Then we turn to our personal concerns and ask God for our daily bread — not only literal bread, but whatever we need to carry out His work. This prayer is for His daily provision for our immediate needs, and so we pray, “Give us this day our daily bread.”
Next comes a prayer of release from sin and guilt, the prayer of confession, repentance, and forgiveness: “And forgive us our debts, as we also have forgiven our debtors.” Here we are asking God for His grace in our relationships with other people, because His forgiveness of us and our forgiveness of others go hand in hand. If we are going to expect answered prayer, we must be willing to forgive other people, even as God is willing to forgive us.
Finally, we seek God’s protection from temptation and evil: “And lead us not into temptation, but deliver us from evil.” We ask Him to keep us walking in His way, so that we might be covered by His power and anointing and might not be susceptible to evil influences.
Another way to pray is to organize your prayer time according to the different modes of prayer. The first part should be praise for our heavenly Father, followed by intercession for the needs of others. Then, in prayers of petition, you ask for your own needs to be met. All prayer should close with praise and thanksgiving to our Father, who out of His love for us provides answers to our prayers.
Conclude prayer with praise, like Jesus concluded The Lord’s Prayer, saying, “For Thine is the kingdom and the power and the glory, forever, Amen.” (Matthew 6:13b)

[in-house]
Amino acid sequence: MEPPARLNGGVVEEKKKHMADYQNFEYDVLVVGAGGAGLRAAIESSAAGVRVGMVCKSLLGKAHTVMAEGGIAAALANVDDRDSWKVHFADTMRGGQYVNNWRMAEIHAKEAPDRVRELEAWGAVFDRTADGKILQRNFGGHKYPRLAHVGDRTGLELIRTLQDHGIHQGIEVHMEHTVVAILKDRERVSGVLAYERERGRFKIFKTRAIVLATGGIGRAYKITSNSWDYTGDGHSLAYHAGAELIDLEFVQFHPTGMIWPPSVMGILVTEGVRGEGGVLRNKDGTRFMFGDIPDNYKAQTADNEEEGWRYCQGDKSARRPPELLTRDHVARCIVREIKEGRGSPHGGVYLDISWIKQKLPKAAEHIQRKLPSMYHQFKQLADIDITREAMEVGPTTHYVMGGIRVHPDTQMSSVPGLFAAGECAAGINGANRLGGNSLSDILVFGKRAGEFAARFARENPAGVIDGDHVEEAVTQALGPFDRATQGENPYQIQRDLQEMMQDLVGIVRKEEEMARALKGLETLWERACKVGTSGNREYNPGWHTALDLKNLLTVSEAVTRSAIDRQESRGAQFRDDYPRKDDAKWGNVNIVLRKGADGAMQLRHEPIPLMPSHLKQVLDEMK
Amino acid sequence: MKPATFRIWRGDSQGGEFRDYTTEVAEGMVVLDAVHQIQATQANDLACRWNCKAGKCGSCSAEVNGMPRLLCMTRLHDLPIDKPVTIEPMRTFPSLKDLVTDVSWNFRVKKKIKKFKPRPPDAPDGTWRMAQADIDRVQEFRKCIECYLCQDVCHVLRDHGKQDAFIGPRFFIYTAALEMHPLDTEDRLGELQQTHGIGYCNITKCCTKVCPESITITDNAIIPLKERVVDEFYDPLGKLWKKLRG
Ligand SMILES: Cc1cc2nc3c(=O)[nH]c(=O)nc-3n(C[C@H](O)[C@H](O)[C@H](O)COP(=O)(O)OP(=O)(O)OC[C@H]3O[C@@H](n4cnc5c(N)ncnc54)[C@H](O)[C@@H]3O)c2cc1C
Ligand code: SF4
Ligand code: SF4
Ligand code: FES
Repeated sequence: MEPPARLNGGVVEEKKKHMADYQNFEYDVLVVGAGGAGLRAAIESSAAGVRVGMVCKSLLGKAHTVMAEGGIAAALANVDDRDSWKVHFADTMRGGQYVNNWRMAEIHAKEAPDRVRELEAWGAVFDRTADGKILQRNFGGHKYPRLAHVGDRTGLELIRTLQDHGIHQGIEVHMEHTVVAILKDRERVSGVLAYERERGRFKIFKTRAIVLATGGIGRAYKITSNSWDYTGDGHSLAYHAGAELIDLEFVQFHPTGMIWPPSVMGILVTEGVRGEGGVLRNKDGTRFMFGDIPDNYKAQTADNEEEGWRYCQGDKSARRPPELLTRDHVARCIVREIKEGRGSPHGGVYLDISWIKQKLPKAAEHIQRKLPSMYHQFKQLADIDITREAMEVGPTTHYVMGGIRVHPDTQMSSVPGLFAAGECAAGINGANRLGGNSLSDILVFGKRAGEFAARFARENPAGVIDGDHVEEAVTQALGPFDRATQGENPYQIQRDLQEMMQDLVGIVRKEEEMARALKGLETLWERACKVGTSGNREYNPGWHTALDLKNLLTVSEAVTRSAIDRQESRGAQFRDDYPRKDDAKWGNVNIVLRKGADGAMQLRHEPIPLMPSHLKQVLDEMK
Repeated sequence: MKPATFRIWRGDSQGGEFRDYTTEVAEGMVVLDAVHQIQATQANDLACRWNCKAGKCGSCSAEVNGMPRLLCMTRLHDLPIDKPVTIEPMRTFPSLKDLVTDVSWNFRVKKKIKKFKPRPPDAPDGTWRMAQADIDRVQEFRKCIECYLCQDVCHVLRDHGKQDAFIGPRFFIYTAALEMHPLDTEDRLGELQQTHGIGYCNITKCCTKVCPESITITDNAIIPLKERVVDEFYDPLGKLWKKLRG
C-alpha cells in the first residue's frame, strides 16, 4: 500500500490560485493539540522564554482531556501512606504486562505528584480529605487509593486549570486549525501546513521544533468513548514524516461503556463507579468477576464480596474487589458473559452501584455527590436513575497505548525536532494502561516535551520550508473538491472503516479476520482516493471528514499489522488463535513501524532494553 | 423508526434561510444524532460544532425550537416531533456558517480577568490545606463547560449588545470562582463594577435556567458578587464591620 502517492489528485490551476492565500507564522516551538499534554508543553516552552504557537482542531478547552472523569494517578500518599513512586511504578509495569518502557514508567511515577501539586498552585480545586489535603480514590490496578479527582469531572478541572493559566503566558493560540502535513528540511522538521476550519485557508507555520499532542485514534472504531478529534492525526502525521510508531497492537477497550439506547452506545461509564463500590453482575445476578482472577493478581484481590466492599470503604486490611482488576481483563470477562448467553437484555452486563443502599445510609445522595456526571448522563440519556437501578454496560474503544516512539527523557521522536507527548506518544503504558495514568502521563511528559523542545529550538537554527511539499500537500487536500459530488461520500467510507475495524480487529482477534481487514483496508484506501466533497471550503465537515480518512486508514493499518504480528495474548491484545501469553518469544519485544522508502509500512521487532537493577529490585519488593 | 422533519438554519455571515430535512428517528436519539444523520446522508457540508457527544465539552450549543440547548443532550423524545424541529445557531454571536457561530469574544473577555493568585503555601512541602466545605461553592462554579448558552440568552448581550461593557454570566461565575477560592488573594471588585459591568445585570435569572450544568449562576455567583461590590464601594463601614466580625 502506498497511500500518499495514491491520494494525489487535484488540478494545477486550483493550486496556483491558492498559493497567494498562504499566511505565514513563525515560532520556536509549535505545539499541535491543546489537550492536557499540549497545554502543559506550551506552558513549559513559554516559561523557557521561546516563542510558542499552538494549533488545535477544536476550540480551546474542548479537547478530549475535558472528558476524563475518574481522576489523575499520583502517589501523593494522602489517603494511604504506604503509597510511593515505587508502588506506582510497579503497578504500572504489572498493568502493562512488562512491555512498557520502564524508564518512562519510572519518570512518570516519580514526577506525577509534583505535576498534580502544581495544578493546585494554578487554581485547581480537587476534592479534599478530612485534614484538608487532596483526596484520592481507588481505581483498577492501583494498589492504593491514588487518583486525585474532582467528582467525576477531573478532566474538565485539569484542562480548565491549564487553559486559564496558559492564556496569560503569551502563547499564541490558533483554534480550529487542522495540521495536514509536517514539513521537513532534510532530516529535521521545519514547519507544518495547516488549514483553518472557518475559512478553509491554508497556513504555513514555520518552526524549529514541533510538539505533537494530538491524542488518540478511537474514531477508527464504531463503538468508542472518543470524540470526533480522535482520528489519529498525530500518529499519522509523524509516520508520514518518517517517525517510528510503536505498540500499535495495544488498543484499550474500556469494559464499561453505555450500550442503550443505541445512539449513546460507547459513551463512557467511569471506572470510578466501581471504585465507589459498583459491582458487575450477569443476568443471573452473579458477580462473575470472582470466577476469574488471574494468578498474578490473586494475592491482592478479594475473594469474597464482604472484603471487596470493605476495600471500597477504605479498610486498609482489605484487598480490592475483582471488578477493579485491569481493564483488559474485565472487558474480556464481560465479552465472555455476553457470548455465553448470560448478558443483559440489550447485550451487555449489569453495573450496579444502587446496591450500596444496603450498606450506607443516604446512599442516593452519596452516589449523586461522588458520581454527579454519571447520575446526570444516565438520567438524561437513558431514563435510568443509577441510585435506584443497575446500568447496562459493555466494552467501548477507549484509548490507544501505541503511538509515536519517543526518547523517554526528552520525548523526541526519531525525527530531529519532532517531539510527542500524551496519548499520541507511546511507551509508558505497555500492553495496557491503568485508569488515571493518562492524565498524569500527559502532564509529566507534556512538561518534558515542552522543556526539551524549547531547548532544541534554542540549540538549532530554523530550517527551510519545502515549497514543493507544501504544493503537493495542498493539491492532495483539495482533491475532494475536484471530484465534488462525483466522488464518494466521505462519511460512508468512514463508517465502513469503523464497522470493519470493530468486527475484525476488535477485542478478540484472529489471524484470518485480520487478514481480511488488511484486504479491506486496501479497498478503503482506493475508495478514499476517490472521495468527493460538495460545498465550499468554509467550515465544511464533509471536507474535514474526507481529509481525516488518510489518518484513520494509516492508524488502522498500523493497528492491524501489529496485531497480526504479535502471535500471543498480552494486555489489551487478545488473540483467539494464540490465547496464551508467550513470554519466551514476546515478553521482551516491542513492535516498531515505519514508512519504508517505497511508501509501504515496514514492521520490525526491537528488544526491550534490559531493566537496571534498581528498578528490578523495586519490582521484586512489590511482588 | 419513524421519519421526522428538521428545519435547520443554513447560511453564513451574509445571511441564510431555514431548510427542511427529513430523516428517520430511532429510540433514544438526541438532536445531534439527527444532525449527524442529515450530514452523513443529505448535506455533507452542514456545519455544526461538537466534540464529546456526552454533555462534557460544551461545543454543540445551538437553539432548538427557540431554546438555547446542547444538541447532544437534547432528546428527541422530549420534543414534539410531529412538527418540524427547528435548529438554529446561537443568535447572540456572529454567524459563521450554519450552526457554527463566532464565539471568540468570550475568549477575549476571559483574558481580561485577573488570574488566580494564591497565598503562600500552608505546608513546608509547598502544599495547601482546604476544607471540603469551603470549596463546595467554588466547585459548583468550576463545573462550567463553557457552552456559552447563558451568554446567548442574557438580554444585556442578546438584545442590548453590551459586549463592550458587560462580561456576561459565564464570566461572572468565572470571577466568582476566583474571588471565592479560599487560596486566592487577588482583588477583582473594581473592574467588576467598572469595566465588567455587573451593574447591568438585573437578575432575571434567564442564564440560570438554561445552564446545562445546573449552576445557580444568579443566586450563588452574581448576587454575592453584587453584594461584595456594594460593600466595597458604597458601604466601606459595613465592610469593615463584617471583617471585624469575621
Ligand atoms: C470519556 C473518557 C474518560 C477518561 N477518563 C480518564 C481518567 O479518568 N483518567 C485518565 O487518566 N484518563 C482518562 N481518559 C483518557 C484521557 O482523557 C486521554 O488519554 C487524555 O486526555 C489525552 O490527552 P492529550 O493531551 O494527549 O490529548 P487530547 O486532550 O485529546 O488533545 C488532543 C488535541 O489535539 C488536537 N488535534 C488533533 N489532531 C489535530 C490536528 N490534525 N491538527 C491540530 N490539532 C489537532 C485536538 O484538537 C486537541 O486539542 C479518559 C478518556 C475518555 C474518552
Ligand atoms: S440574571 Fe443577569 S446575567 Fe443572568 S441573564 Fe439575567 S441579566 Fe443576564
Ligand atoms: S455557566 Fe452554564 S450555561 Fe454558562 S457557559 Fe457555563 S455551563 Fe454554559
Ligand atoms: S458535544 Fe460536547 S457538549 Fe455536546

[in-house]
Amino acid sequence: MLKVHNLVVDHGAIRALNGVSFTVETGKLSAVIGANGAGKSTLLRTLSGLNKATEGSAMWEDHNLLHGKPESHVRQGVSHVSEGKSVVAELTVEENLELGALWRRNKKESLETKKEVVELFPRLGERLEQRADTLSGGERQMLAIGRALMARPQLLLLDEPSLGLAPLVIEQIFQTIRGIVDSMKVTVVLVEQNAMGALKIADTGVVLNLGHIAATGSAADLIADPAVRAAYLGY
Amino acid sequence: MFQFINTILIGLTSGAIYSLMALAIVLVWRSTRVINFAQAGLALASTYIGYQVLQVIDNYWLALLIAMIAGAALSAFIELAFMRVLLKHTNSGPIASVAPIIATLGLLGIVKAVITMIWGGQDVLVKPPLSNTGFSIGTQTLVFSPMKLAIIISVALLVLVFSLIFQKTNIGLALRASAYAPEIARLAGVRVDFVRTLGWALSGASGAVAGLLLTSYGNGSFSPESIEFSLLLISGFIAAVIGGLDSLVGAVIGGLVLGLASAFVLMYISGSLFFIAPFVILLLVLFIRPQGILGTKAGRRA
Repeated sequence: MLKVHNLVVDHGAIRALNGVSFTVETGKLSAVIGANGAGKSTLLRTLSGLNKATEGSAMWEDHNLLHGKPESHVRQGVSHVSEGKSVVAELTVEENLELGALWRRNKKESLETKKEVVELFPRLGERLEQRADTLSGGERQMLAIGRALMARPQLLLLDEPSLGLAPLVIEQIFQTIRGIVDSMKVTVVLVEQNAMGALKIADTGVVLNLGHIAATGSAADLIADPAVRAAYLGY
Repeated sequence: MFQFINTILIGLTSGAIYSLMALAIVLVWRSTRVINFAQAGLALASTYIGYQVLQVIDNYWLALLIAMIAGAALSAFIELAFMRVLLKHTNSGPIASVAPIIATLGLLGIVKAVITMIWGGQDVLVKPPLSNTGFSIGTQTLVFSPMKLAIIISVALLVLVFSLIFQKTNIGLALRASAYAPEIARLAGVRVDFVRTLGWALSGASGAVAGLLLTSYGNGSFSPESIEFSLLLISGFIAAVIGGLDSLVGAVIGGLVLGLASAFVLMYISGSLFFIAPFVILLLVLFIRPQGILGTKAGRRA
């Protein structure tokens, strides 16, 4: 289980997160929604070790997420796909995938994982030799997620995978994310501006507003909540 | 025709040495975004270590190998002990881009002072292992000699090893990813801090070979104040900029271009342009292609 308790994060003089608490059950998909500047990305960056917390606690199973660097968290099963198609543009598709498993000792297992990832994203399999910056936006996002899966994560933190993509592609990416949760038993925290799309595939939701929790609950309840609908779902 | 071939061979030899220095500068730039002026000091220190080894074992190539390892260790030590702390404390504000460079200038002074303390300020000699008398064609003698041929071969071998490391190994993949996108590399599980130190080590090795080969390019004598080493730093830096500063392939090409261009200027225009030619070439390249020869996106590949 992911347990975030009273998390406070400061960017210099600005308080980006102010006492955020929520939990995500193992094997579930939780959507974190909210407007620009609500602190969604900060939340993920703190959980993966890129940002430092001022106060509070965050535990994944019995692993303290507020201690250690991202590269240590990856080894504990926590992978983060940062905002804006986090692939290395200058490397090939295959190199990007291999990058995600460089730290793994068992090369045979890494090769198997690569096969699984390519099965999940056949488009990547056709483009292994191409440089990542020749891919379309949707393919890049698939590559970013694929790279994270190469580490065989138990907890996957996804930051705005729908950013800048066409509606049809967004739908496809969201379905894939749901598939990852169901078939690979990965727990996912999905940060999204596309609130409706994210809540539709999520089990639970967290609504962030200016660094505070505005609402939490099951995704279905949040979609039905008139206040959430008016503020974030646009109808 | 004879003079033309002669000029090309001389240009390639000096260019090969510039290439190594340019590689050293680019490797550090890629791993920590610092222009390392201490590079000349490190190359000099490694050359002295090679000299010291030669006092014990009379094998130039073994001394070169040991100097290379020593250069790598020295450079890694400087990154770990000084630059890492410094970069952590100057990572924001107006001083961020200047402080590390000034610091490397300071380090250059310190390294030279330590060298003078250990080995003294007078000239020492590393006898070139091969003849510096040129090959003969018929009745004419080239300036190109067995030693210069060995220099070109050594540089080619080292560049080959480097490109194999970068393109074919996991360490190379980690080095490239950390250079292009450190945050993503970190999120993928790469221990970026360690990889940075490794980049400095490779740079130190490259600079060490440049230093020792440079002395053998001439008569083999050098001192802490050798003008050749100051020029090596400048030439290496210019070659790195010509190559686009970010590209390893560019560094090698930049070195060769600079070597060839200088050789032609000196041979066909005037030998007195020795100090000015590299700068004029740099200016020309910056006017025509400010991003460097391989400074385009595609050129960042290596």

How can I know that God will answer my prayers?
The Bible overflows with God’s repeated promises to hear and answer His children’s appeals. “And this is the confidence which we have before Him, that, if we ask anything according to His will, He hears us. And if we know that He hears us in whatever we ask, we know that we have the requests which we have asked from Him.” (John 5:14, 15) To pray according to God’s will means to pray in a way that is consistent with the principles in His Word. The Bible shows us that a righteous person’s prayers will be answered: “The effective prayer of a righteous man can accomplish much” (James 5:16). But righteousness means a lot more than “clean living.” More than that, it means depending on Jesus Christ for answers to every problem you face.